What to Wear

The temperature where we ski can be below zero, but you warm up through physical exertion while you are skiing. For your comfort and protection, we recommend that you dress in layers for skiing as follows:

  • Wear a wicking layer next to your body. Long underwear tops and bottoms of polypropylene, wool or other moisture wicking fabrics are recommended. When you ski, your body warms up and you perspire. If the moisture is held next to your skin in a cotton tee shirt or turtleneck, you will be cold and soggy when you slow down and cool off or when the temperature drops. Therefore, do not wear cotton as it will not wick moisture away. Reserve your cotton turtlenecks for lounging inside.
  • Wear a sweater or jacket and pants as the next layer for insulation. This layer should be of “polar fleece”, wool or other efficient insulating fabric. Some people like lycra tights over long underwear for the enhanced mobility. Lycra also helps cut the wind. “Polar fleece” trousers are also available. Avoid cotton or cotton blend sweat pants!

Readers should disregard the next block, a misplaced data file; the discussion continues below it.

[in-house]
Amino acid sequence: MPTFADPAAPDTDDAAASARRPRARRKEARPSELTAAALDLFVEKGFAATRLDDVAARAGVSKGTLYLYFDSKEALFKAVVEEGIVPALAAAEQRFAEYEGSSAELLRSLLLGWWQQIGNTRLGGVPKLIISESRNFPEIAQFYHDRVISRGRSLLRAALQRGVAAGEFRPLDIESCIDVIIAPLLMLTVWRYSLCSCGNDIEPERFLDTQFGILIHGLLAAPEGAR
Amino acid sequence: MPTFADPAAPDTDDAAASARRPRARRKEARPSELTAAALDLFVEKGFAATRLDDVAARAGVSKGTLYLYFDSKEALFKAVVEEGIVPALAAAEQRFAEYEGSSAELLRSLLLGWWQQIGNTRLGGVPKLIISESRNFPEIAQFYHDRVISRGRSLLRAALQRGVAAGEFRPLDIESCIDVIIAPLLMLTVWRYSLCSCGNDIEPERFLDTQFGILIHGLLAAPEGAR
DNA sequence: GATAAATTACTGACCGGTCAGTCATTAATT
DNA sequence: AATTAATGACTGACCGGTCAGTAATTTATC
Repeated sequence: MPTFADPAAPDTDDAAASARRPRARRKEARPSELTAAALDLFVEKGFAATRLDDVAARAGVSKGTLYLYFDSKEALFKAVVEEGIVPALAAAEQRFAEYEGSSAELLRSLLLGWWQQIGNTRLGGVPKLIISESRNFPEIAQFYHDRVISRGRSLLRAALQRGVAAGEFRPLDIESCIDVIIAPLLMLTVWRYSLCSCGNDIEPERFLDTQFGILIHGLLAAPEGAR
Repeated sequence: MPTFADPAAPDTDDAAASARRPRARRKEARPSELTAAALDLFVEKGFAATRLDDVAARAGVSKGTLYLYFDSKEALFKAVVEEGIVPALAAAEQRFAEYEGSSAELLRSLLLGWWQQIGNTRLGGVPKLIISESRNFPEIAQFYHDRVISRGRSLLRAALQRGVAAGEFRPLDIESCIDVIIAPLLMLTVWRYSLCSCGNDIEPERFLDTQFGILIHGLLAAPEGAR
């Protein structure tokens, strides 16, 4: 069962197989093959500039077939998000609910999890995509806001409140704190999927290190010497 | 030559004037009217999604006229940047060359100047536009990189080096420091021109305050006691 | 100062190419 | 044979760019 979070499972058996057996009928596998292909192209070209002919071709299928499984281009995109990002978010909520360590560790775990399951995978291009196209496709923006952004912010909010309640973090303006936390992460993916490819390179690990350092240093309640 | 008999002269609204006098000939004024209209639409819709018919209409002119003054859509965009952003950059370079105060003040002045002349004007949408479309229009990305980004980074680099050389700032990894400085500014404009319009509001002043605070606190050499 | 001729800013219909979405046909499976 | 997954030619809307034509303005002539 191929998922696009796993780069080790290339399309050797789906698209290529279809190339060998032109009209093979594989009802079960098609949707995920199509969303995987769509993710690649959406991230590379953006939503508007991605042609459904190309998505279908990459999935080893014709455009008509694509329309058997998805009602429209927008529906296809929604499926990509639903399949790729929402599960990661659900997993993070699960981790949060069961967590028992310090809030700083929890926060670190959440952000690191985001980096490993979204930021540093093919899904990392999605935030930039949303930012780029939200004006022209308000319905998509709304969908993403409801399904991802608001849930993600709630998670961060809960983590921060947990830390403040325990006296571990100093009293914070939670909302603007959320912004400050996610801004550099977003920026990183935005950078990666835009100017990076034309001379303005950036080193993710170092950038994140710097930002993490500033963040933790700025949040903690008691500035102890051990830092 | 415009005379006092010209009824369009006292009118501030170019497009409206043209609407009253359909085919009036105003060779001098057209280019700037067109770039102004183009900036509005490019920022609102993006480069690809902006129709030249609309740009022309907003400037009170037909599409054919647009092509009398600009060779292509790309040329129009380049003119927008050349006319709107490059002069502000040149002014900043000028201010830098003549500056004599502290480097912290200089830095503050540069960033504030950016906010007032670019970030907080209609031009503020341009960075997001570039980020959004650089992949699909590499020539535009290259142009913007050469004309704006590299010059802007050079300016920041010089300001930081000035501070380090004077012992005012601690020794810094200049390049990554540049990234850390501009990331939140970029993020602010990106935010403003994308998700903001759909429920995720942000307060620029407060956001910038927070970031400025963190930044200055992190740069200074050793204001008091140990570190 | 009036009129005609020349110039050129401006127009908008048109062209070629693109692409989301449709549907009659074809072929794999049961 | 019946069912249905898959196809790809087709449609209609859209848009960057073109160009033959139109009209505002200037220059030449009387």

• Wear a windproof layer. Examples are nylon shell jacket and wind pants. Avoid coated fabrics if you perspire heavily.
  • In very cold weather, a warm face covering is sometimes needed. Depending on your need and taste, this may be a balaclava, ski mask, scarf or neck gaiter.
  • Wear good insulated mittens. Heavy fleece or wool with windproof over mitts are good because wool and fleece will help keep you warm even when moist with sweat or snow. Insulated gloves may seem more flexible but tend not to keep your hands as warm because the fingers are isolated from the warmth of each other.
  • Wear wicking socks inside your boots. One of the new wicking fibers or heavy wool socks with wicking sock liners are also recommended.
  • Finally, wear a warm cap that covers your ears.
  • Remember that even though you feel cold starting out on the trail, the vigorous exercise will warm you up. You will want to vent some of that warmth in a controlled way. You can do this by layering, and by wearing outerwear that can be loosened and opened at the neck.

Remember, cotton does not wick and will not insulate when you perspire! Cold, wet cotton clothes will make you miserable and can bring on hypothermia.

Don’t wear cotton on the trail!